That led me towards two ladies selling match day programmes. They seemed friendly enough and having purchased my programme I asked if they would spare me a second to test my camera skills, but again I was turned down. This time the ladies were worried about their boss coming across seeing them on film when they should be selling programmes. Fair enough I thought, even though there were only about five people in the road leading up to the ground. I thought Millwall fans were noisy and always keen to talk about their team. I must have picked out the wrong ones to speak to.
Chips for £1.50 - not bad.
Everything is for sale here. The cash might come in handy in January.
The wise fans were in the cafe, in the warm, on the corner of the ground but I wanted to have a look in the club shop before getting some chips. The shop had massive sale signs all over it and it kind of made me think it never looks great to see a football club having for sale signs up everywhere. Still, inside the shop was well decked out with items and I particularly liked the mask of Ian Holloway. I imagined that if Bomb Fire Night had been around the corner after Millwall's recent run a few of those masks might have adorned one or two suited Guy Fawkes to go on the fire.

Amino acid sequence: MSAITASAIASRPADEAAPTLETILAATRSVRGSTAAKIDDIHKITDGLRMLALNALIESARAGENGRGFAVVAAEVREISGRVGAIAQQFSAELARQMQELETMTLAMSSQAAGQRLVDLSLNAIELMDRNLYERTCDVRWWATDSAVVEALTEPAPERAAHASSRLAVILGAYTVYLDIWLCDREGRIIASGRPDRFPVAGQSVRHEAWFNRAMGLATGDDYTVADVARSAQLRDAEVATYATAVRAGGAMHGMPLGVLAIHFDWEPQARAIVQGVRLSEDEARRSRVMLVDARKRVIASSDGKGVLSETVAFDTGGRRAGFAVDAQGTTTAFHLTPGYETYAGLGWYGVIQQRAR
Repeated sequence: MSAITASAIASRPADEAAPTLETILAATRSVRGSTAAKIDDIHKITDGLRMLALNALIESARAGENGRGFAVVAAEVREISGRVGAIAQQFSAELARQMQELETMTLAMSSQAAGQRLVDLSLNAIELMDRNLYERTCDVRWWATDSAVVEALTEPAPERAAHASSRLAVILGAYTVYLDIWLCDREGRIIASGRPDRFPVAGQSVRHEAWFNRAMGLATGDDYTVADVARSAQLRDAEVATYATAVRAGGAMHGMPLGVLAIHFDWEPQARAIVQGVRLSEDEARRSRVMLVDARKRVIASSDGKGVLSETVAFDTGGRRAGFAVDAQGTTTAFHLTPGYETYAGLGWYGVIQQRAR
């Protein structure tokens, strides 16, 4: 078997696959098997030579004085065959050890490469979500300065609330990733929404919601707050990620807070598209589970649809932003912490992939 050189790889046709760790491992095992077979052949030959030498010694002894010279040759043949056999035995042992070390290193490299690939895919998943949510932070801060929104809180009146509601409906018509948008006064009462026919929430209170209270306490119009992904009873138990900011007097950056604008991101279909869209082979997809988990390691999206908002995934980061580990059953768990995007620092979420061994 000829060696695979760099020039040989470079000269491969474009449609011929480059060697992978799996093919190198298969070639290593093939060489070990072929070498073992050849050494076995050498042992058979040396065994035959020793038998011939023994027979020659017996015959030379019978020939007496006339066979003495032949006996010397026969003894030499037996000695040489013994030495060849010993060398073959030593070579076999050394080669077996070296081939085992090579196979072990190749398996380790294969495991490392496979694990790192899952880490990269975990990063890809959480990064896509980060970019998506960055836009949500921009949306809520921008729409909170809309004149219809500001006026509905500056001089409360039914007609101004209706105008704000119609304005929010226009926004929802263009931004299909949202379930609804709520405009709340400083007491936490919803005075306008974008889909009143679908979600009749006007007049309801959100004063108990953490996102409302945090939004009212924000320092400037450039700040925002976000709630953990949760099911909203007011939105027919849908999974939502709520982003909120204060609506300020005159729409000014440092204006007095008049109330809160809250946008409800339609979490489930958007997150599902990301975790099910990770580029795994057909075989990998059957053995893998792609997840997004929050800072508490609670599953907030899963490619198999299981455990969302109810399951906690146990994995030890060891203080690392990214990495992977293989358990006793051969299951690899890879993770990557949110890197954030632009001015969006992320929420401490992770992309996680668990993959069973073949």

Get ahead with your very own Ollie mask!
Having seen the shop I walked towards the lane to the North stand for away fans that was still shut, so I carried on only to see AFCB media team members, Max Fitzgerald and Kelly Sommers, coming out of a car park towards the ground. They were full of smiles and looking forward to the match. I tried to spot any passing Millwall fans, but there were very few around at this point. Even the Community Centre where Millwall's younger supporters could have a kick about was still quiet.